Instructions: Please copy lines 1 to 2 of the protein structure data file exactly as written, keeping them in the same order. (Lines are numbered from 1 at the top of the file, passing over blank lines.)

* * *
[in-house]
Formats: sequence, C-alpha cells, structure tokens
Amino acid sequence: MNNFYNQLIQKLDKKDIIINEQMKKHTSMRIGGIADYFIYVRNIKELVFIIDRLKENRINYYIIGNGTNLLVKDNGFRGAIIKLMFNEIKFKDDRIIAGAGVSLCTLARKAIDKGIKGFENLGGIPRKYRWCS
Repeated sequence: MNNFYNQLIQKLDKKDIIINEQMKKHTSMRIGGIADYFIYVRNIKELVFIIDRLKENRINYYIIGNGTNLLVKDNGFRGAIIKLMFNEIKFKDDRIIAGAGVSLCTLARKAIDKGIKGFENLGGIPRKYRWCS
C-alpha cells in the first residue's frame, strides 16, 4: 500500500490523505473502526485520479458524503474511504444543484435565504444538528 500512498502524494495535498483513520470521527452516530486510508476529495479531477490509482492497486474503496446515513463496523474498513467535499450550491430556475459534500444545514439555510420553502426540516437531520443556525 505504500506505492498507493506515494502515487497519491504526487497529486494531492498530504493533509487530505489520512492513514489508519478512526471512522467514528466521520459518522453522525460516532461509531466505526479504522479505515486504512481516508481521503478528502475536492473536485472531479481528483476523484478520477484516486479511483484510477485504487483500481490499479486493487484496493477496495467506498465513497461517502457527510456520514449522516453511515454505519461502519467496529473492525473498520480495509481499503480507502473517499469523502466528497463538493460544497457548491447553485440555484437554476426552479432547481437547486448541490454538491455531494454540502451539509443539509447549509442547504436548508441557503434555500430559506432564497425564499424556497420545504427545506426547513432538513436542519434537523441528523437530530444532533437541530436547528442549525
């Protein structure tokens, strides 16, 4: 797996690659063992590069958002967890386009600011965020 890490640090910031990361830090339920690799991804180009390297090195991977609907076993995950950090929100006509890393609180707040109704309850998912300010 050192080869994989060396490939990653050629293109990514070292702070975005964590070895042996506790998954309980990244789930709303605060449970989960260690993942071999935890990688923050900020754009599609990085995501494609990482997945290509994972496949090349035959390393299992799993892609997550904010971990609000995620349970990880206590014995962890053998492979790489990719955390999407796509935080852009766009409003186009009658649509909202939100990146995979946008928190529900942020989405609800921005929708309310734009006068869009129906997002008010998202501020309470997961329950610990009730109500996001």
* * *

[in-house]
Formats: sequence, C-alpha cells, structure tokens